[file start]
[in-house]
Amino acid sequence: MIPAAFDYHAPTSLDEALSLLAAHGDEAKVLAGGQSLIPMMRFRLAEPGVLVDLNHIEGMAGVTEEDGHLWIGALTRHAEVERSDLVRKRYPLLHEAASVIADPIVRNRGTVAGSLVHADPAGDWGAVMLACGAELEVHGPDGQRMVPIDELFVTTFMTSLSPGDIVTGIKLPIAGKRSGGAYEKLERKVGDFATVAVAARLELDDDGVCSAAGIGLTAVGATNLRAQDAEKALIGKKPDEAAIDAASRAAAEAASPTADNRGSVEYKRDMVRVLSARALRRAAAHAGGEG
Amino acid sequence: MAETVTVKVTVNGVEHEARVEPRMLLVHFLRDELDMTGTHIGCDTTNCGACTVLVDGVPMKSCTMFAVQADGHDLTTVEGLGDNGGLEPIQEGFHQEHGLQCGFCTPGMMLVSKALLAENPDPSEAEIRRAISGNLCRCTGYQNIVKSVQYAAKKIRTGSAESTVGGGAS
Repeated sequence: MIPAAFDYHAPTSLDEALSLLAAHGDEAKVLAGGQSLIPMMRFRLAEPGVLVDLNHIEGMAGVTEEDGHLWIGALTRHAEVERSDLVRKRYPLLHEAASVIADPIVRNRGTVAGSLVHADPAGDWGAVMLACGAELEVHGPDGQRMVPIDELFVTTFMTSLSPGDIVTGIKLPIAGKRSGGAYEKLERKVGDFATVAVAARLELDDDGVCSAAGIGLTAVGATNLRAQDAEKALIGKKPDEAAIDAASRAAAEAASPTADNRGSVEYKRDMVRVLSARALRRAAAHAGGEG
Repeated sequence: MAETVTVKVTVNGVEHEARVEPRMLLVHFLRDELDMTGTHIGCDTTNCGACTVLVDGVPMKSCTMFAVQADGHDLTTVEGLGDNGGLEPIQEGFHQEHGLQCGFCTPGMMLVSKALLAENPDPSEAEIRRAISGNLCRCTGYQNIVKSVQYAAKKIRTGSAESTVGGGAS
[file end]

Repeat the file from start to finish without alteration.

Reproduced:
[in-house]
Amino acid sequence: MIPAAFDYHAPTSLDEALSLLAAHGDEAKVLAGGQSLIPMMRFRLAEPGVLVDLNHIEGMAGVTEEDGHLWIGALTRHAEVERSDLVRKRYPLLHEAASVIADPIVRNRGTVAGSLVHADPAGDWGAVMLACGAELEVHGPDGQRMVPIDELFVTTFMTSLSPGDIVTGIKLPIAGKRSGGAYEKLERKVGDFATVAVAARLELDDDGVCSAAGIGLTAVGATNLRAQDAEKALIGKKPDEAAIDAASRAAAEAASPTADNRGSVEYKRDMVRVLSARALRRAAAHAGGEG
Amino acid sequence: MAETVTVKVTVNGVEHEARVEPRMLLVHFLRDELDMTGTHIGCDTTNCGACTVLVDGVPMKSCTMFAVQADGHDLTTVEGLGDNGGLEPIQEGFHQEHGLQCGFCTPGMMLVSKALLAENPDPSEAEIRRAISGNLCRCTGYQNIVKSVQYAAKKIRTGSAESTVGGGAS
Repeated sequence: MIPAAFDYHAPTSLDEALSLLAAHGDEAKVLAGGQSLIPMMRFRLAEPGVLVDLNHIEGMAGVTEEDGHLWIGALTRHAEVERSDLVRKRYPLLHEAASVIADPIVRNRGTVAGSLVHADPAGDWGAVMLACGAELEVHGPDGQRMVPIDELFVTTFMTSLSPGDIVTGIKLPIAGKRSGGAYEKLERKVGDFATVAVAARLELDDDGVCSAAGIGLTAVGATNLRAQDAEKALIGKKPDEAAIDAASRAAAEAASPTADNRGSVEYKRDMVRVLSARALRRAAAHAGGEG
Repeated sequence: MAETVTVKVTVNGVEHEARVEPRMLLVHFLRDELDMTGTHIGCDTTNCGACTVLVDGVPMKSCTMFAVQADGHDLTTVEGLGDNGGLEPIQEGFHQEHGLQCGFCTPGMMLVSKALLAENPDPSEAEIRRAISGNLCRCTGYQNIVKSVQYAAKKIRTGSAESTVGGGAS